Why Your Customer Surveys Are (Probably) Inaccurate by Forbes – Entrepreneurs

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Millions of businesses rely on customer surveys to learn more about their customer base, their products, and their options for the future. Aspiring entrepreneurs use them for initial market research and business development opportunities. Marketers use them to polish their branding strategies and advertising campaigns. And, of course, engineers and product developers use them to enhance their products and services.

But none of these applications is inherently valuable unless the data you garner through these surveys is accurate. In fact, inaccurate data could lead you in an entirely wrong or counterproductive direction. And the tragedy is that most customer surveys are inherently inaccurate, unreliable, or misleading due to one or several missteps in their planning and execution.

You may be skewing your results without even realizing it.


That doesn’t mean surveys aren’t valuable for entrepreneurs — it just means founders have to be deliberate in how they survey.

Sampling and Reliability

First, you need to think about how you’re sampling — a key element some companies don’t even consider. Sampling is the process of using a small group of participants to create an accurate interpretation of a wider group, and it plays a massive role in the reliability of your results. Larger samples can help increase the accuracy of your results to an extent (for example, surveying 10,000 people is likely to get you closer to the truth than surveying 100 people), but simply going bigger isn’t enough.

You also have to consider what type of sampling to employ (e.g., random sampling, weighted sampling, etc.) and which techniques you should use to generate those samples. Most businesses won’t have the budget to follow strict scientific standards when launching a survey, but there’s a budget-friendly middle ground that most companies end up ignoring.

Questions and Inherent Bias

If you’re the one writing your customer surveys, you can bet at least some of your questions are inherently biased, which can skew your results in a misleading direction. All it takes is one or two words to completely change the bias of a given question, compromising your results. For example, phrasing a question like “How often are you frustrated with the quality of your internet service?” leads people to negative emotions they may not experience with a more neutral question, like “How do you feel about the quality of your internet service?”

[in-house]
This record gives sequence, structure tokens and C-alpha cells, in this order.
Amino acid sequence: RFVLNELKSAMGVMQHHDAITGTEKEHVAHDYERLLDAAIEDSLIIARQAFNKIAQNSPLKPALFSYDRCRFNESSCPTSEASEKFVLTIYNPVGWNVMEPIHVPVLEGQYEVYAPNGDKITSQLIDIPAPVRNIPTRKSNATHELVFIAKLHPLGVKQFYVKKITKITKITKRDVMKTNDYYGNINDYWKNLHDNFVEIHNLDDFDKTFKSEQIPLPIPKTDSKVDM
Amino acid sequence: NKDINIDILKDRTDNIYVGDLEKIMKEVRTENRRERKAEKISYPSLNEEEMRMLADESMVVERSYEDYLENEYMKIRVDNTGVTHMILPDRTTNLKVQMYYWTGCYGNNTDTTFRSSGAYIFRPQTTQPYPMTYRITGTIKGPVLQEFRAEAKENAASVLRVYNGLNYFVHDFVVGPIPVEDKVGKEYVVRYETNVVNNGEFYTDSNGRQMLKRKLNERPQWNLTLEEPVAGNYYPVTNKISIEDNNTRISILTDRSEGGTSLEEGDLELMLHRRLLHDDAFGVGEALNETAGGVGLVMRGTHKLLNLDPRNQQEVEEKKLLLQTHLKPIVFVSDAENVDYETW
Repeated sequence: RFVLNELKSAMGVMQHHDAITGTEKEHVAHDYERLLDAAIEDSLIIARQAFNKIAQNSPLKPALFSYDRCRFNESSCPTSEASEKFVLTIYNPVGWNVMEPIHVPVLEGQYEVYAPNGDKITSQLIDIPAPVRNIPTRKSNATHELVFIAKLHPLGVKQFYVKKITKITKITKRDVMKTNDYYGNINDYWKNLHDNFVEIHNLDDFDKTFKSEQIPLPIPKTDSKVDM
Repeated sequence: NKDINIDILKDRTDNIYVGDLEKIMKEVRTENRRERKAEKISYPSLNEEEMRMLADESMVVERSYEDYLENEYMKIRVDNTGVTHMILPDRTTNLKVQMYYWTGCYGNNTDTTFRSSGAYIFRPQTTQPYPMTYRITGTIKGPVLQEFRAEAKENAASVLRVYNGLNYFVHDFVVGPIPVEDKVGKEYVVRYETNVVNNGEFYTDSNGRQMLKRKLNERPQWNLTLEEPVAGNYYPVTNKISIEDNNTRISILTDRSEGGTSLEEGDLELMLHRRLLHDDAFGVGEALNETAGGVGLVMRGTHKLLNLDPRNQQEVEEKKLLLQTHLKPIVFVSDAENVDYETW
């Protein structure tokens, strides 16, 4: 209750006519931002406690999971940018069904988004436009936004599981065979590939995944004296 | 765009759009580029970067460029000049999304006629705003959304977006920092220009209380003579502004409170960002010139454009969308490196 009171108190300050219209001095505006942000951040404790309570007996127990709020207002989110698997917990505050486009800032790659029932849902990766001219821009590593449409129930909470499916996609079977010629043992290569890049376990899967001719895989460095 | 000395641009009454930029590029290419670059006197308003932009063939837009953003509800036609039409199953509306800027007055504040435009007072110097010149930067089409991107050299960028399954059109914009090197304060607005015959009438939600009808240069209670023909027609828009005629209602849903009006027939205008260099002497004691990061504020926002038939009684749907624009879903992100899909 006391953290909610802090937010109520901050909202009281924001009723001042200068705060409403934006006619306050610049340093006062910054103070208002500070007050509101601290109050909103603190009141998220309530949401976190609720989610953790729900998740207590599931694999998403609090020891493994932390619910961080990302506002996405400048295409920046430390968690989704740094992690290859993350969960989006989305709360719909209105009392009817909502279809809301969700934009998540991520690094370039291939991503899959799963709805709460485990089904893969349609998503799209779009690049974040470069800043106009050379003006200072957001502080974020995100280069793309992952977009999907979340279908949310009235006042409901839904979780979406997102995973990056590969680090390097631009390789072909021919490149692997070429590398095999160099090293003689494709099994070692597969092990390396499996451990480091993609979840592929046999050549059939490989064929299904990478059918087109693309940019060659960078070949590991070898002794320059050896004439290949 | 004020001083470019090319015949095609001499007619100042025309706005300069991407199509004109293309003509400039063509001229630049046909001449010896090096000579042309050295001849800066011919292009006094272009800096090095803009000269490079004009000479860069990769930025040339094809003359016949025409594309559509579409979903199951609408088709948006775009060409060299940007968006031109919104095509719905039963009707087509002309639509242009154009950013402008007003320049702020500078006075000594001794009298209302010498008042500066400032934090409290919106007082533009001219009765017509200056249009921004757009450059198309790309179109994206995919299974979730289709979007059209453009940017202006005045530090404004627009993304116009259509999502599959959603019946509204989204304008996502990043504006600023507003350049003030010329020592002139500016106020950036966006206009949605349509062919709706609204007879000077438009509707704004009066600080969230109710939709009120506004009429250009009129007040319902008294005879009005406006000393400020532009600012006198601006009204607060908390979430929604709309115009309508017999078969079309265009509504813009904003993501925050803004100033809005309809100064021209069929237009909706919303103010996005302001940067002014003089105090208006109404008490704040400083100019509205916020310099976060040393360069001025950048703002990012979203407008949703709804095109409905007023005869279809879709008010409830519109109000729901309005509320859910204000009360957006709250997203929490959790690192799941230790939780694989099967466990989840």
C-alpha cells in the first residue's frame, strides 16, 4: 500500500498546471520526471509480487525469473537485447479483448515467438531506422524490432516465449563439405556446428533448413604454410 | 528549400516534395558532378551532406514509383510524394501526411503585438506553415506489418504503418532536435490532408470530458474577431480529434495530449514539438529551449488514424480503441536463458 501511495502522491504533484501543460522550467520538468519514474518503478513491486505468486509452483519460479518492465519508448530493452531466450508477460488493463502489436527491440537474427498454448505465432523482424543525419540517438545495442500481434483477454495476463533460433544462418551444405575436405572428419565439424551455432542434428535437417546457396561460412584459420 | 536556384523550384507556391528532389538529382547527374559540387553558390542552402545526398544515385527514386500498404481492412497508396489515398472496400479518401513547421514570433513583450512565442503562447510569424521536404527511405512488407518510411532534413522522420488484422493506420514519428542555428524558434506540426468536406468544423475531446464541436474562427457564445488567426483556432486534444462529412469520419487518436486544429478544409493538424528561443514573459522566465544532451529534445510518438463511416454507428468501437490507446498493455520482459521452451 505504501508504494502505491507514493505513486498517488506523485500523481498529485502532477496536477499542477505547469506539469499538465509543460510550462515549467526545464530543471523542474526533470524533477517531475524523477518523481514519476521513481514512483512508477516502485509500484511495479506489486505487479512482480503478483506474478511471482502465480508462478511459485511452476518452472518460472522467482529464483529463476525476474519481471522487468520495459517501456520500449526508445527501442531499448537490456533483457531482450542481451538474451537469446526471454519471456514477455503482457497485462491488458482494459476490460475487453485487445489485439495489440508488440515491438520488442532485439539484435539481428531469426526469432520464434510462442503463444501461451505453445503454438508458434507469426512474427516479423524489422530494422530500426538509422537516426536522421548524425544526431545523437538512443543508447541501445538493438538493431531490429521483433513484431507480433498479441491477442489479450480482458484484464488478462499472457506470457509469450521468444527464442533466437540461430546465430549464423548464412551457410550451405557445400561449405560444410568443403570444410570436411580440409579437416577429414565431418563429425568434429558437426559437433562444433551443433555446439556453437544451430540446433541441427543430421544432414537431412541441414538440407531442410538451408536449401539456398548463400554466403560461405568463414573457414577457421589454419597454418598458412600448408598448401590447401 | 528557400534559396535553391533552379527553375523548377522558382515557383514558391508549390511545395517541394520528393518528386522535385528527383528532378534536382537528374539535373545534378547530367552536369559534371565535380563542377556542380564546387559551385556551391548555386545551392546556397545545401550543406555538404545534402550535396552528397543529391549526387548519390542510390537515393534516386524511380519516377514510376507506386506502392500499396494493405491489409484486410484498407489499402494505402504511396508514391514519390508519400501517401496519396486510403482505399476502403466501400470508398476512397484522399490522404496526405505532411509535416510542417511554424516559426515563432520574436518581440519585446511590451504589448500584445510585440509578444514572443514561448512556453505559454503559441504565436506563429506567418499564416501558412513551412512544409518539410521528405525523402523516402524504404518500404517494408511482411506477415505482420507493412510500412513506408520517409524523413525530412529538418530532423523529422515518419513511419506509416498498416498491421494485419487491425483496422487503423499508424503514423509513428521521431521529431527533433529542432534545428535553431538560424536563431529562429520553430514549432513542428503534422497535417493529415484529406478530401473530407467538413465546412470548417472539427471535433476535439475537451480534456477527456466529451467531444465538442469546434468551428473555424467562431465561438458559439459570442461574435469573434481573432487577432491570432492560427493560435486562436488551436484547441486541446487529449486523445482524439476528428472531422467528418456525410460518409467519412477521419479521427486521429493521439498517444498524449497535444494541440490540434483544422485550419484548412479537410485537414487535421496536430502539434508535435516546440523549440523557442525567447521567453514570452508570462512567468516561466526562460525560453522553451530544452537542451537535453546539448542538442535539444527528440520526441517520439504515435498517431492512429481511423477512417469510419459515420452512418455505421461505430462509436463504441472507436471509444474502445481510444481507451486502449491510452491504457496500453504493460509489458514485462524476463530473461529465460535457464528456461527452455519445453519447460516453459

Questions can be biased in a number of ways, including leading your respondents, loading questions with meaning, including multiple questions in a single entry, phrasing questions unclearly, or providing limited response options. Any of these can sabotage the reliability of your results.

Allowing Logistical Hurdles to Disrupt Participation

You can’t always rely on customers to provide you with accurate information, even if your questions are straightforward, neutral, and easy to understand. Most survey respondents have limited patience and want the survey to be as convenient as possible. If it drags on too long, they may start getting lazy, picking quick answers instead of thinking things through. If there are too many similar questions in a row, they may stop reading them in full, instead trusting their instincts and jeopardizing the accuracy of your research.

Conflating Attitudes and Behaviors

Many market surveys justifiably ask participants about their attitudes and preferences. This is valuable, but it’s not safe to assume that attitudes or philosophies always lead to certain behaviors. For example, if your target demographics care deeply about recycling, that doesn’t necessarily mean they recycle avidly or that they would be more likely to purchase from your business if it supports recycling. To prove a link between attitudes and behaviors, you’ll need some other piece of information, either because you asked customers directly or because you can justify the link with other scientific evidence.

Ignorance of Outliers

Most survey data analysts focus on averages and overall trends — which is, for the most part, how you should operate. If 85 percent of your customer base believes your product is better than a competitor’s, it’s safe to assume you have a competitive advantage. However, it’s a mistake to completely ignore the outliers — sometimes, these minority fringes carry the most valuable information of the entire survey.

For example, you might learn why the other 15 percent prefers your competitor or sees you as equals. If even one person out of 100 hates a certain feature of your product, she may be able to offer valuable information you can use to improve the product for the other 99.

Other Common Errors

These are just a few of the many biases, methodological errors, and outright mistakes that can lead you to false conclusions when conducting customer surveys. Confirmation bias can easily skew your results in the direction of your assumptions. Mistaking correlation for causation can lead you to false beliefs. Any number of slip-ups in your approach could jeopardize your final results.

The bottom line here is that your customer surveys — as they are — are likely much less accurate than you give them credit for, and only a rigorous and critical look can definitively improve your results.

April 27, 2019 at 05:50AM
Forbes – Entrepreneurs